October 8, 2009 by Canadian Underwriter
Insurers are under-using s. 33 of the Statutory Accident Benefit Schedule (SABS) to obtain information from an applicant applying for accident benefits.
Joy Stothers of Dutton Brock LLP made the observation at the Canadian Defence Lawyers 2nd Annual Accident Benefits Experts Seminar held in Toronto.
Stothers’ presentation outlined recent case law around the use of s. 33 of the SABS.
S. 33 outlines the duty of an applicant for accident benefits to provide information to an insurer that will allow the insurer to determine whether or not the applicant is entitled to a benefit. The legislation can require an applicant to appear at an examination for discovery under oath.
In tracing the case law, Stothers made reference to Wahidpur and Unifund, an Ontario arbitration, in which the arbitrator said: “..insurers must explicitly and unambiguously advise, amongst other things, the specific consequences of non-compliance [with a s. 33 order to produce information/attend an examination under oath]…
“This must be done… in straightforward and clear language, directed towards an unsophisticated person.”
Stother also referenced Troubitstine and TTC, which clarifies what happens when an applicant submits a good reason for not providing the information/attending the examination might be.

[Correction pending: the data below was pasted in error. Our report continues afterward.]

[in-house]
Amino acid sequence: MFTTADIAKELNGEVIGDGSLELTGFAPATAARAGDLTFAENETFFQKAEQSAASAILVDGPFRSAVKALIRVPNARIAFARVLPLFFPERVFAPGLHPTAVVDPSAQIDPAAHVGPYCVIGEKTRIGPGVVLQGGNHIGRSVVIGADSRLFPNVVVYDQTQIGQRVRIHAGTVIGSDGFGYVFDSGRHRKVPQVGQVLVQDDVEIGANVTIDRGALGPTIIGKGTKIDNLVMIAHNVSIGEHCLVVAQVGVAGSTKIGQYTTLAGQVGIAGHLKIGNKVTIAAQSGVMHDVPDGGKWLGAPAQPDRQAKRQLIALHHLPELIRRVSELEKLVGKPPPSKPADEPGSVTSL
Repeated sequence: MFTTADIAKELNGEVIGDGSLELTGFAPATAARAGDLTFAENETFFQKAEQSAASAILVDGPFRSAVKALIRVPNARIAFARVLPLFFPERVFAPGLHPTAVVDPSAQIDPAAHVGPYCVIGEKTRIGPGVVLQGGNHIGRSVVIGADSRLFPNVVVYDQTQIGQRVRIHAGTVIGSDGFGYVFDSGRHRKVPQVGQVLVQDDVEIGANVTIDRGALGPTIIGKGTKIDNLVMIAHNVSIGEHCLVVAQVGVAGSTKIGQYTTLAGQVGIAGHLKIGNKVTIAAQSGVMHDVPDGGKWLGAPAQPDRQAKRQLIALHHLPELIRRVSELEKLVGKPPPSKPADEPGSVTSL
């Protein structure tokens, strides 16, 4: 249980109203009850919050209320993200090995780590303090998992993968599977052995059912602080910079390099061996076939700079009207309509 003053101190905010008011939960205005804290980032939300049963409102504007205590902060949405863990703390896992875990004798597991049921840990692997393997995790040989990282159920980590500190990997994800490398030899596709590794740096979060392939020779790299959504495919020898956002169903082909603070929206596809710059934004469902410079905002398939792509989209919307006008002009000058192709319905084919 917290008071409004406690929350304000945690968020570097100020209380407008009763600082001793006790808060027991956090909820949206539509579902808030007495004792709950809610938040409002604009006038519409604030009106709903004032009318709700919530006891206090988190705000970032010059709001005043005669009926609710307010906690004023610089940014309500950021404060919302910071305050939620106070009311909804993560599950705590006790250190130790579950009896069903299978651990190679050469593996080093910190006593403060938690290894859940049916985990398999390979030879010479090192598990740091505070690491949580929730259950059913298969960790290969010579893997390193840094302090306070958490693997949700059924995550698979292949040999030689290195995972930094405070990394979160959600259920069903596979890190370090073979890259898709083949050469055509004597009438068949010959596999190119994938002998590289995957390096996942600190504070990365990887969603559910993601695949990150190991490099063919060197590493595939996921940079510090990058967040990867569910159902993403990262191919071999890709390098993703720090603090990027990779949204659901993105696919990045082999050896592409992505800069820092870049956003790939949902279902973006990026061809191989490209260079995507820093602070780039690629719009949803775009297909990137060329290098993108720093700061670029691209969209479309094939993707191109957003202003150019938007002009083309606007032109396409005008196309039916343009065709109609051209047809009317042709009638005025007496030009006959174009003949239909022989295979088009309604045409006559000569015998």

The upshot of Troubitstine is that an insurer has a responsibility to inform a claim applicant that benefits will indeed be paid if the claimant provides a reasonable excuse for not complying with the s. 33 production order.
Based on the above and other case law, Stother said a s.33 notice is an effective tool for an insurer provided that the notice contains the following elements:
• The reason for requiring the information/examination under oath is clear and relevant to a benefit at issue.
• The proposed date for the examination under oath is indicated, at a place convenient for the applicant, and alternative dates are suggested and invited.
• The consequence of failure to provide information or to attend the examination under oath are indicated.
• If the applicant is not represented, the applicant’s right to representation during the examination under oath is clear.
• That benefits will be paid if the applicant has a reasonable excuse for non-compliance.
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